An investigation has determined that the timing of the SEC’s announcement of their charges against Goldman was mostly just coincidental, and they didn’t coordinate it to coinicide with wither the Allen R Stanford report or FinReg.(Read background on the charges of suspicious timing by clicking here and here. Read the full report on investigation’s findings by clicking here.)
BUT – a couple very suspcious timing-related events took place on the day the SEC announced the charges.
One, someone – it doesn’t say whether they’re from the SEC or not – sent an email to a friend saying, “What a coincidence those two stories came out today. :-).”
And two, the SEC didn’t warn Goldman that the charges were coming ahead of their announcement – on purpose.
Someone has basically admitted that the SEC sucker-punched Goldman on purpose, because the SEC thought that Goldman’s PR team would immediately descend their awesome influence upon the media and change the story.
Somebody explains that the SEC didn’t warn Goldman because:
“Goldman is a pretty sophisticated player. … [T]hey’re good at the public relations game, and that … if you know that something is coming from the SEC, you can maybe take certain actions to … precondition the reporters about the case, and maybe the coverage would not be as favourable, from the SEC’s perspective.”
So instead of telling Goldman ahead of time, the SEC waited until 10 minutes after announcing the news to let Goldman know, hey, how are you, FYI, we just told the world that we charged you with fraud.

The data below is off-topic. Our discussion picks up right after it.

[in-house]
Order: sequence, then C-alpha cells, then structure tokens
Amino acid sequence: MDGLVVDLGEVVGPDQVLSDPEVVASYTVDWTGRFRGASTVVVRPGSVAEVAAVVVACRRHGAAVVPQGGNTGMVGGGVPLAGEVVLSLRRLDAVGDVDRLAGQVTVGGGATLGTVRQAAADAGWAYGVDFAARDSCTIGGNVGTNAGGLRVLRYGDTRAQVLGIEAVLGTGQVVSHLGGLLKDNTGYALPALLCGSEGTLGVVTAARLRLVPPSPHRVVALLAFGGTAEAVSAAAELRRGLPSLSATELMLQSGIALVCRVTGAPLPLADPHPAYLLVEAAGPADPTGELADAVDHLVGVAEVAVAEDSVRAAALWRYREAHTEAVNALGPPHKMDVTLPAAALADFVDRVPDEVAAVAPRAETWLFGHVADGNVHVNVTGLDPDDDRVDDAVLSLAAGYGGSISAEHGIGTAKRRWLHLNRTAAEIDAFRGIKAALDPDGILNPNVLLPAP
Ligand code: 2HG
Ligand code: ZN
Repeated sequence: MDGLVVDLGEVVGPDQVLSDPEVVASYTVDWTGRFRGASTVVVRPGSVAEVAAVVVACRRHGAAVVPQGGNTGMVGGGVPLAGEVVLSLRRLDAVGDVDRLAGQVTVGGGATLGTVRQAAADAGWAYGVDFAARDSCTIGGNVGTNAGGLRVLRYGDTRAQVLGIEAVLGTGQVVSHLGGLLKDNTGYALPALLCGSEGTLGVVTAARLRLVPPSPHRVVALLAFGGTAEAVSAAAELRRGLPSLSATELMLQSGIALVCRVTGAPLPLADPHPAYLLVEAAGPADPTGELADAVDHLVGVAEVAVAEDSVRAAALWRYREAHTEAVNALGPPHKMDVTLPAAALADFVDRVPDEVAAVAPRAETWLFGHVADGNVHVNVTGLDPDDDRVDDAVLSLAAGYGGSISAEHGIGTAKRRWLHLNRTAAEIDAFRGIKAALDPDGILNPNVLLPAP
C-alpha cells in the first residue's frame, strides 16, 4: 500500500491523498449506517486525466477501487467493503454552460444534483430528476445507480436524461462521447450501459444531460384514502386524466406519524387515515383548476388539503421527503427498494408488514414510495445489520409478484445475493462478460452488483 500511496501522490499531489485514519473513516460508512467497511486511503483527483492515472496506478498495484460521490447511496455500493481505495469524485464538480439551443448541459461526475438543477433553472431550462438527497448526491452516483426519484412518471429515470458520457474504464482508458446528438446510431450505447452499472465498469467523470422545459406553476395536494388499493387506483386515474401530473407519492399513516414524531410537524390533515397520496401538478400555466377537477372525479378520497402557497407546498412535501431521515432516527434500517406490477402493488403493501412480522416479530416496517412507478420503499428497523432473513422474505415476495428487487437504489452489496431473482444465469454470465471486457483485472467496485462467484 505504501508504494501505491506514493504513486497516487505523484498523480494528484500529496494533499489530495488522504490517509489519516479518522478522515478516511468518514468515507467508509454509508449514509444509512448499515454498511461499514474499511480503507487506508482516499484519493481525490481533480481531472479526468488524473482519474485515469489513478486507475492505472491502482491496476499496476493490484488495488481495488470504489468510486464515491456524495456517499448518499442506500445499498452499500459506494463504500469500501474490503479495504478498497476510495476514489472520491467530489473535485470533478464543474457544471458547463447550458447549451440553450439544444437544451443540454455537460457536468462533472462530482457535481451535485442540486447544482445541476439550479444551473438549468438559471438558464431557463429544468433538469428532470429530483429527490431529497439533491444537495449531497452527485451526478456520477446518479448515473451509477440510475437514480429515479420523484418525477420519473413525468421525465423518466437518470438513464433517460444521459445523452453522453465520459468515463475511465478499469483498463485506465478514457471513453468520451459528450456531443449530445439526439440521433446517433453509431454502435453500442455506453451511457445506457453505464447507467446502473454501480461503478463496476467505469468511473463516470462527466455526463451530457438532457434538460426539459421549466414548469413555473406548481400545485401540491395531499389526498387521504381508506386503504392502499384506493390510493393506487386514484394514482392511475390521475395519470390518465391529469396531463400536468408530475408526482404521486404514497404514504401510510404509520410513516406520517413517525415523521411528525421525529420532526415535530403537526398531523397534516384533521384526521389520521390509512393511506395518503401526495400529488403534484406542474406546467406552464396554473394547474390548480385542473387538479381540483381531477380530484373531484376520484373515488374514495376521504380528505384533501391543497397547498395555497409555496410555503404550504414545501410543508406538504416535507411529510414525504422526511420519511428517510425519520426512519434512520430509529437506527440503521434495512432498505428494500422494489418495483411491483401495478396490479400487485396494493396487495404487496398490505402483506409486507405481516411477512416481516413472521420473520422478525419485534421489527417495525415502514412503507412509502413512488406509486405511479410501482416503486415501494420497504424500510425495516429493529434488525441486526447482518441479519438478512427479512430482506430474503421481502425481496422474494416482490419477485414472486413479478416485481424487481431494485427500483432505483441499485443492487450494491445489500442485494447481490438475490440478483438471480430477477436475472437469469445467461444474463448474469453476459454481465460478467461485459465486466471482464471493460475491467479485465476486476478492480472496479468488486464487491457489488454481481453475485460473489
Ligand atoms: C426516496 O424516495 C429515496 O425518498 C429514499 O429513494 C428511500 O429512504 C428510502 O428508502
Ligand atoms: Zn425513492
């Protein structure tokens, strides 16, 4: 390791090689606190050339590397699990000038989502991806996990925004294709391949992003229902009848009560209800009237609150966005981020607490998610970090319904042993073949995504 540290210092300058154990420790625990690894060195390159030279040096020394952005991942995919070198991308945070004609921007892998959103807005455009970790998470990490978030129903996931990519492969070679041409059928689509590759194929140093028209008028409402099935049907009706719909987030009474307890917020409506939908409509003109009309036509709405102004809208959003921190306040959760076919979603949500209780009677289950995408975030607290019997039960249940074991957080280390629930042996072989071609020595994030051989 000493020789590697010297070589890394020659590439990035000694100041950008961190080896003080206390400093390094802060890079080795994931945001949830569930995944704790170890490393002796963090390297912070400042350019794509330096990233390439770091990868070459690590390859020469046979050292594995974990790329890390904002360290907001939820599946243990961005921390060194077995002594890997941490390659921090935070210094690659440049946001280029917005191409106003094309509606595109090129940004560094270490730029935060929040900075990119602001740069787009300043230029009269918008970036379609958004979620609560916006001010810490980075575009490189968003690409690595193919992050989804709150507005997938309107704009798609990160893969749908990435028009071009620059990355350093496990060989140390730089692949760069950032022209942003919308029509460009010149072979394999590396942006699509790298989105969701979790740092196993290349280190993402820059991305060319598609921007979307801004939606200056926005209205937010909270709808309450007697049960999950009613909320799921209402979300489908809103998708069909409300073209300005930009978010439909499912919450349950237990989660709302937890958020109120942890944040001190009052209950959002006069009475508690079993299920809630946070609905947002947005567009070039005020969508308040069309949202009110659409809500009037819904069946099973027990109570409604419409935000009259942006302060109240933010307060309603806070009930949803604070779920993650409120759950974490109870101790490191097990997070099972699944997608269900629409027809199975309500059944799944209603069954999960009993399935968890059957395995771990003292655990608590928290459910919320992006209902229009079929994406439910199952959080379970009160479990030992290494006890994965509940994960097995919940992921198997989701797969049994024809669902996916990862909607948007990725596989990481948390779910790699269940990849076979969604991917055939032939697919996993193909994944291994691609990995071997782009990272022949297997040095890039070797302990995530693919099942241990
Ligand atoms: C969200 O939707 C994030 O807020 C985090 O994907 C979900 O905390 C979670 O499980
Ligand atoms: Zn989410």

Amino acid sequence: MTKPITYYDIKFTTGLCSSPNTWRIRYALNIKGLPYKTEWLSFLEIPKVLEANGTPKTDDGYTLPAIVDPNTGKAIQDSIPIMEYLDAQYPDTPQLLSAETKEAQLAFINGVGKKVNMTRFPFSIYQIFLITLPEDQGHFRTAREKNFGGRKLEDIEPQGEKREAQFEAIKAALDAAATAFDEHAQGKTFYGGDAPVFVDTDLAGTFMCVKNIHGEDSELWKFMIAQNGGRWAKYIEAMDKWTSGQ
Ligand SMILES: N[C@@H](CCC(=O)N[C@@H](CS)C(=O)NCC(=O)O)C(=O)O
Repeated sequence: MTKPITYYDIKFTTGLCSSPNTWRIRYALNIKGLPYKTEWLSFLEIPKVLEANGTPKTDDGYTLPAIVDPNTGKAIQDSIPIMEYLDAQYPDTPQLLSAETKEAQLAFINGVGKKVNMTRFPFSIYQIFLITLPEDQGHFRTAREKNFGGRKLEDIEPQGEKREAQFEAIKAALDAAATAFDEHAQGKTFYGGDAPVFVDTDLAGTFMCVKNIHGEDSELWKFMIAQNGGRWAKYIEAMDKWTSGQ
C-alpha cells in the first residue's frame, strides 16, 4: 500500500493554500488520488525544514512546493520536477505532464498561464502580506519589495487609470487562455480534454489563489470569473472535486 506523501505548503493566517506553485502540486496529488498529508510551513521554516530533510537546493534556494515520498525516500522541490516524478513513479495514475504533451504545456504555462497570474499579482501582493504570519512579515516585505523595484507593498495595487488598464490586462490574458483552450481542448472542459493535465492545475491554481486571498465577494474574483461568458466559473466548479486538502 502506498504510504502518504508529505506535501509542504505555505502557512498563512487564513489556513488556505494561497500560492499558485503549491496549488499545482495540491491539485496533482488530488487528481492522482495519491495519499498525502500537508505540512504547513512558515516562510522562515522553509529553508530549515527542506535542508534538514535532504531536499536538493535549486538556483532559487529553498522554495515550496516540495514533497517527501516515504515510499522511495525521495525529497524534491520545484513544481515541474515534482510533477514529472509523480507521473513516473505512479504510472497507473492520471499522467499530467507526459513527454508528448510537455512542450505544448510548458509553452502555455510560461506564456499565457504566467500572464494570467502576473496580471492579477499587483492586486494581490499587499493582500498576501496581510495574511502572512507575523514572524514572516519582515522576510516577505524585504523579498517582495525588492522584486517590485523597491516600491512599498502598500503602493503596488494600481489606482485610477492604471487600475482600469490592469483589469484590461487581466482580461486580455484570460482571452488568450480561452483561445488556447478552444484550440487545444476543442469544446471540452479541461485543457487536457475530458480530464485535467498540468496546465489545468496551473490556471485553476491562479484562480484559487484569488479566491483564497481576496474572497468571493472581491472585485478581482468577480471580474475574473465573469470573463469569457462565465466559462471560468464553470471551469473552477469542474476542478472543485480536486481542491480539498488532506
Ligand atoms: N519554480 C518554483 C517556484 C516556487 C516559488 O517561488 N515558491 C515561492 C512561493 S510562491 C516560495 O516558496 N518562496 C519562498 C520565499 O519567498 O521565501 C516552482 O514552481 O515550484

The timing, broken down to the last minute – is detailed below.
10:29 AM, April 16: The SEC files its complaint against Goldman.
10:32 AM, April 16: The SEC issues its press release about the Goldman action.
10:39 AM, April 16: A senior Enforcement staffer on the Goldman case left a message with the
secretary for Goldman’s counsel to give notice that the SEC had brought charges against Goldman and Tourre.
Oh and by the way, it’s against SEC “policy” to do this. From their handbook on press policies:
Every effort should be made to avoid the possibility that defendants in an SEC enforcement action first learn of the action when they read about it in the newspapers or when they are called by a reporter for comment about the SEC’s complaint. The division,’ regional or district office primarily responsible for the filing of a particular complaint shall take all necessary steps to see that the defendants and/or their counsel are given timely advice concerning the action.
Read more background on the findings of the investigation by clicking here >